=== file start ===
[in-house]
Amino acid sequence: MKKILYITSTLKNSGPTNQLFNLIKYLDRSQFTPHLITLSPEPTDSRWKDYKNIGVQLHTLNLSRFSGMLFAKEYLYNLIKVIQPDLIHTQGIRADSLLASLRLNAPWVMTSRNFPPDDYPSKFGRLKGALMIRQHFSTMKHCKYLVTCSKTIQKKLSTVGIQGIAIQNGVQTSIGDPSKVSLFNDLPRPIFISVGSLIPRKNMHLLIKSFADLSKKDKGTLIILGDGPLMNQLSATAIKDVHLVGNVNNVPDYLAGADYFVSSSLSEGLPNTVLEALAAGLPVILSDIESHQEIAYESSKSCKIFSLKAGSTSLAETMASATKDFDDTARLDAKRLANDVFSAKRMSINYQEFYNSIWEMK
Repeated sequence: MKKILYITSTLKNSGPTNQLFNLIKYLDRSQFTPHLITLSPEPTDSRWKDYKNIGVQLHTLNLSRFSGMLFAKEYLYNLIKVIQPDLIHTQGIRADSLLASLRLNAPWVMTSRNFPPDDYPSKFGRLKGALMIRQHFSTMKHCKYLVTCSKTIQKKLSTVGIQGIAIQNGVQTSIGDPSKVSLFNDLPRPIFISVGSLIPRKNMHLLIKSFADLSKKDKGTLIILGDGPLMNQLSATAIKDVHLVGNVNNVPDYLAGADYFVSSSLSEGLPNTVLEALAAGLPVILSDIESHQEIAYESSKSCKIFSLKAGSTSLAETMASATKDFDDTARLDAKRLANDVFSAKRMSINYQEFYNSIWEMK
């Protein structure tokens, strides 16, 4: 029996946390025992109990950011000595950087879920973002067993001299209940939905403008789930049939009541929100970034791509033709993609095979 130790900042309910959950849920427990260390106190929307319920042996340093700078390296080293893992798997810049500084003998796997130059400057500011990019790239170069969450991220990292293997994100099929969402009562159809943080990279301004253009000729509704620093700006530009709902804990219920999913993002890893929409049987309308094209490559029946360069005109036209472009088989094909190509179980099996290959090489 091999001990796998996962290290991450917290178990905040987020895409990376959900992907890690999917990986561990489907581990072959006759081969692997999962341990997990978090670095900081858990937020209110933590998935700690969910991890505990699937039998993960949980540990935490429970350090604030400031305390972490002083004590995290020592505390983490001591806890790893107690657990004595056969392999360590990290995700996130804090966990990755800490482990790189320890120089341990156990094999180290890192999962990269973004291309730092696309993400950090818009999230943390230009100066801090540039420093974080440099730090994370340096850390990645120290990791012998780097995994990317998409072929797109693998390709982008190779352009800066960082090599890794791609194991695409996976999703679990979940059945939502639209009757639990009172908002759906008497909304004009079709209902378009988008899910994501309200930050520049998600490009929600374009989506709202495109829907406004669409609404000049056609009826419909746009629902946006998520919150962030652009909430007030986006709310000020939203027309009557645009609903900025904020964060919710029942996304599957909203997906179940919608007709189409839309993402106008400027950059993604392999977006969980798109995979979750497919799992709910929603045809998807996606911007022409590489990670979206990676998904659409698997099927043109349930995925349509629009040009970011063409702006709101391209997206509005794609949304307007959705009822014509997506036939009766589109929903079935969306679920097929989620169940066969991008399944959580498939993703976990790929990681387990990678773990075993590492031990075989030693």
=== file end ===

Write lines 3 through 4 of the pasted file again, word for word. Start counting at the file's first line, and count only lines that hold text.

Repeated sequence: MKKILYITSTLKNSGPTNQLFNLIKYLDRSQFTPHLITLSPEPTDSRWKDYKNIGVQLHTLNLSRFSGMLFAKEYLYNLIKVIQPDLIHTQGIRADSLLASLRLNAPWVMTSRNFPPDDYPSKFGRLKGALMIRQHFSTMKHCKYLVTCSKTIQKKLSTVGIQGIAIQNGVQTSIGDPSKVSLFNDLPRPIFISVGSLIPRKNMHLLIKSFADLSKKDKGTLIILGDGPLMNQLSATAIKDVHLVGNVNNVPDYLAGADYFVSSSLSEGLPNTVLEALAAGLPVILSDIESHQEIAYESSKSCKIFSLKAGSTSLAETMASATKDFDDTARLDAKRLANDVFSAKRMSINYQEFYNSIWEMK
């Protein structure tokens, strides 16, 4: 029996946390025992109990950011000595950087879920973002067993001299209940939905403008789930049939009541929100970034791509033709993609095979 130790900042309910959950849920427990260390106190929307319920042996340093700078390296080293893992798997810049500084003998796997130059400057500011990019790239170069969450991220990292293997994100099929969402009562159809943080990279301004253009000729509704620093700006530009709902804990219920999913993002890893929409049987309308094209490559029946360069005109036209472009088989094909190509179980099996290959090489 091999001990796998996962290290991450917290178990905040987020895409990376959900992907890690999917990986561990489907581990072959006759081969692997999962341990997990978090670095900081858990937020209110933590998935700690969910991890505990699937039998993960949980540990935490429970350090604030400031305390972490002083004590995290020592505390983490001591806890790893107690657990004595056969392999360590990290995700996130804090966990990755800490482990790189320890120089341990156990094999180290890192999962990269973004291309730092696309993400950090818009999230943390230009100066801090540039420093974080440099730090994370340096850390990645120290990791012998780097995994990317998409072929797109693998390709982008190779352009800066960082090599890794791609194991695409996976999703679990979940059945939502639209009757639990009172908002759906008497909304004009079709209902378009988008899910994501309200930050520049998600490009929600374009989506709202495109829907406004669409609404000049056609009826419909746009629902946006998520919150962030652009909430007030986006709310000020939203027309009557645009609903900025904020964060919710029942996304599957909203997906179940919608007709189409839309993402106008400027950059993604392999977006969980798109995979979750497919799992709910929603045809998807996606911007022409590489990670979206990676998904659409698997099927043109349930995925349509629009040009970011063409702006709101391209997206509005794609949304307007959705009822014509997506036939009766589109929903079935969306679920097929989620169940066969991008399944959580498939993703976990790929990681387990990678773990075993590492031990075989030693």